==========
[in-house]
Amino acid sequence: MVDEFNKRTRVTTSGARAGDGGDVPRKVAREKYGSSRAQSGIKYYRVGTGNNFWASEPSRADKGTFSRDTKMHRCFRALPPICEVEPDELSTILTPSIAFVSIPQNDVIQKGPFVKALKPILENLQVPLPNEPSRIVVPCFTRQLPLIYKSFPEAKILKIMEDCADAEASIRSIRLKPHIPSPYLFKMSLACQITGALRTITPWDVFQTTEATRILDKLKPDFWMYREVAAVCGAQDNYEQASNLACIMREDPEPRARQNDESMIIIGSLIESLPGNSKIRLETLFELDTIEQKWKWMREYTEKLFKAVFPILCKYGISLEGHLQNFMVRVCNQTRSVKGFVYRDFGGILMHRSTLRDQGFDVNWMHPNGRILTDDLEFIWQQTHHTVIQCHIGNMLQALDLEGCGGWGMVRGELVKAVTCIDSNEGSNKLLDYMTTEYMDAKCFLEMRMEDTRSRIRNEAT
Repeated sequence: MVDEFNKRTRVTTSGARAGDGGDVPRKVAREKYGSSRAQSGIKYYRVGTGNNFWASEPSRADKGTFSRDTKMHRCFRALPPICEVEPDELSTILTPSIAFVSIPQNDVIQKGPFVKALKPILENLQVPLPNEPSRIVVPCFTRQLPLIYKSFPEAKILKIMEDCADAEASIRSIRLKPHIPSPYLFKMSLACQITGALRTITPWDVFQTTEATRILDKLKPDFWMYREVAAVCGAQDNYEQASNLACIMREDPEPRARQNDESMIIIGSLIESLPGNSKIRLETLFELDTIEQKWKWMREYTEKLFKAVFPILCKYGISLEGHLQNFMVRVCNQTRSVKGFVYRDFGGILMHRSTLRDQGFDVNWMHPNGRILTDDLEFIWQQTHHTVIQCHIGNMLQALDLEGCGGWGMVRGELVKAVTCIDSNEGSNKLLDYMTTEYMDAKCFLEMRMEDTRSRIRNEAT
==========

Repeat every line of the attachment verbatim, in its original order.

[in-house]
Amino acid sequence: MVDEFNKRTRVTTSGARAGDGGDVPRKVAREKYGSSRAQSGIKYYRVGTGNNFWASEPSRADKGTFSRDTKMHRCFRALPPICEVEPDELSTILTPSIAFVSIPQNDVIQKGPFVKALKPILENLQVPLPNEPSRIVVPCFTRQLPLIYKSFPEAKILKIMEDCADAEASIRSIRLKPHIPSPYLFKMSLACQITGALRTITPWDVFQTTEATRILDKLKPDFWMYREVAAVCGAQDNYEQASNLACIMREDPEPRARQNDESMIIIGSLIESLPGNSKIRLETLFELDTIEQKWKWMREYTEKLFKAVFPILCKYGISLEGHLQNFMVRVCNQTRSVKGFVYRDFGGILMHRSTLRDQGFDVNWMHPNGRILTDDLEFIWQQTHHTVIQCHIGNMLQALDLEGCGGWGMVRGELVKAVTCIDSNEGSNKLLDYMTTEYMDAKCFLEMRMEDTRSRIRNEAT
Repeated sequence: MVDEFNKRTRVTTSGARAGDGGDVPRKVAREKYGSSRAQSGIKYYRVGTGNNFWASEPSRADKGTFSRDTKMHRCFRALPPICEVEPDELSTILTPSIAFVSIPQNDVIQKGPFVKALKPILENLQVPLPNEPSRIVVPCFTRQLPLIYKSFPEAKILKIMEDCADAEASIRSIRLKPHIPSPYLFKMSLACQITGALRTITPWDVFQTTEATRILDKLKPDFWMYREVAAVCGAQDNYEQASNLACIMREDPEPRARQNDESMIIIGSLIESLPGNSKIRLETLFELDTIEQKWKWMREYTEKLFKAVFPILCKYGISLEGHLQNFMVRVCNQTRSVKGFVYRDFGGILMHRSTLRDQGFDVNWMHPNGRILTDDLEFIWQQTHHTVIQCHIGNMLQALDLEGCGGWGMVRGELVKAVTCIDSNEGSNKLLDYMTTEYMDAKCFLEMRMEDTRSRIRNEAT